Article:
... feels both current and timely ... looks back in time to comment astutely on the world as we now know it, exploring big ideas about faith, gender, community and individualism ... Groff brings a bold originality to Matrix and a compassion for her characters, no matter how prickly some of them may be. This is a heartening story of one woman’s vision and creativity, unthwarted and flourishing, despite all odds.
Groff’s book cleverly extends beyond the written past to imagine other possibilities and to challenge the traditional record ... Groff takes seriously the history with which she engages along with the process of how that history was made—and by whom ... wickedly fun 'slashing' is exactly what Groff is doing, adding women into the story, queering the text, and capturing a fuller range of human experience through such amendments ... Groff’s worldbuilding offers a sweeping backdrop of crusades, plagues, religious visions, and social stratification to inform this tale of women’s resistance, desire, and power ... Marie’s vexed relationship with Eleanor, the Queen of England, becomes a major structural parallel. These two seemingly different women both gain power and yet are still contained by patriarchal authority—one in a convent, the other at times in a prison—adding further literary panache to this entertaining tale ... By utilizing the margins of history to depict the disempowered and forgotten, she writes a creative, intelligent work that will last.
Where does power come from? Can anyone harness it? And how can women best use it in a male-dominated world? Groff's new novel Matrix offers a mesmerizing glimpse into some of her conclusions. A bold, thrilling work that highlights the wild, wide range of Groff's imagination ... Through her rise as a formidable force for change, Marie charts a course that subverts gender rules, examines the limits of responsibility and redefines what it means to love and make a mark on the world ... Groff revels in these questions of faith and feminism, filling the novel with rich detail and unforgettable women. As climate change rattles our world, she can't resist a warning: Entropy, in fiction and in life, is the inevitable tragic endgame.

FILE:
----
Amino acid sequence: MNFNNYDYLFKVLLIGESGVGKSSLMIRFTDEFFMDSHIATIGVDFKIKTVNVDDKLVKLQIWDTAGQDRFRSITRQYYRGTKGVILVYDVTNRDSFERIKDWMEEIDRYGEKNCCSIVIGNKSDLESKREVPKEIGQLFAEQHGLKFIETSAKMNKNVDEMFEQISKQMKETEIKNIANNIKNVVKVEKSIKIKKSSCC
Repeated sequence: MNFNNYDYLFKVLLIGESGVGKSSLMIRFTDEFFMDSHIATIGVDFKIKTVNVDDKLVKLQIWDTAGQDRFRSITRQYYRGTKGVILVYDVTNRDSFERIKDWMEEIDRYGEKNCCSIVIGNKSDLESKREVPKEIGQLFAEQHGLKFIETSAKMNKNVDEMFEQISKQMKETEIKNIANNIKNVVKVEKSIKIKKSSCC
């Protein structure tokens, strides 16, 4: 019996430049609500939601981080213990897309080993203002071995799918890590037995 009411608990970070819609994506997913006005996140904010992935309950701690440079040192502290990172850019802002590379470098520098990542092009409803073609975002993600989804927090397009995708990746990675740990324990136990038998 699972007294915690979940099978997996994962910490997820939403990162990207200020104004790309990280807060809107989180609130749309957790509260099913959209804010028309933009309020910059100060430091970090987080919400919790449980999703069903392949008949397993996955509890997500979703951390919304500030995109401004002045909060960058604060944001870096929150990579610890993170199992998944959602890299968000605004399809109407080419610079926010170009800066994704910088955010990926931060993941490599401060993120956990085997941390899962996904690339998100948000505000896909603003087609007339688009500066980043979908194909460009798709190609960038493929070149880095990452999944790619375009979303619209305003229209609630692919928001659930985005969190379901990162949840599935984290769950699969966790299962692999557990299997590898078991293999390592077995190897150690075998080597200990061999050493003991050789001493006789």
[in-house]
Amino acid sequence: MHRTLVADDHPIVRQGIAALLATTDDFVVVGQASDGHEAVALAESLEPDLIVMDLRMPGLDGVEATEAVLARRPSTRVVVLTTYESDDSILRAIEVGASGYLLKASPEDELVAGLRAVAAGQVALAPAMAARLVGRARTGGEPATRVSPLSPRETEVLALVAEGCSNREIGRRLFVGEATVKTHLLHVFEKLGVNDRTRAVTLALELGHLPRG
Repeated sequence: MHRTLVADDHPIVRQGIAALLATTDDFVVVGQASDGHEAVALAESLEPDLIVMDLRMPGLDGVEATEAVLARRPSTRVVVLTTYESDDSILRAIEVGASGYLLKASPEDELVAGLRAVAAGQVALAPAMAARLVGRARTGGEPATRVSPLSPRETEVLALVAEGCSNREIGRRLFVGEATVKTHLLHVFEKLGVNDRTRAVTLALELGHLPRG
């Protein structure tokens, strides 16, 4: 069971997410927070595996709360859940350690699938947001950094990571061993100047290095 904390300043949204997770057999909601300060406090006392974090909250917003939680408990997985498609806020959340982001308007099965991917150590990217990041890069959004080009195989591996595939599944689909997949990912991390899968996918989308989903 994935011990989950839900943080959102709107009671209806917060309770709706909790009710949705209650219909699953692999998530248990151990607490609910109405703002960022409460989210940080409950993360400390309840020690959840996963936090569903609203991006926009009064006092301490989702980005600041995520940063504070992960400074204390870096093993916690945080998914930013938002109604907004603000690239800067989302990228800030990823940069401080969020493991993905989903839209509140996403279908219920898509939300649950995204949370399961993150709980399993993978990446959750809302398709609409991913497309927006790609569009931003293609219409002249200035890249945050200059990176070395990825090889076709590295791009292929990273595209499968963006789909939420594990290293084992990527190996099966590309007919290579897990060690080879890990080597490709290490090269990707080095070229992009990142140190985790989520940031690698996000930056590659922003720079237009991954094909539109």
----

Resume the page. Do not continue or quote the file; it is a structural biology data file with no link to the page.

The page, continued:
Her new novel, Matrix, takes us to another world entirely, but one Groff paints just as confidently, and surprisingly [as her last book] ... Groff gives her fictional Marie a rich and intriguing story ... Matrix shines throughout with Groff’s lush and vivid prose and her dark sense of humor. She writes tender love scenes, striking mystical visions and even a rousing battle scene ... an unforgettable vision.
... a highly distinctive novel of great vigour and boldness. From mystical visions that may or may not be divine, to the earthy business of abbey pigs, diseases and account books, Groff does it all with purpose and panache ... we are carried on the force of her style, and held by the strength of an intelligence that lets comedy and emotional complexity work together ... this is not historical fiction as an escape route from the present. It is an assertively modern novel about leadership, ambition and enterprise, and about the communal life of individuals ... Groff refuses easy feminist wins ... There is blessedly little lecturing and moralising in Matrix ... Those who love Marie describe 'a grandeur of spirit so vast that it takes one’s breath away'. There’s a grand spirit, too, in this novel that makes her.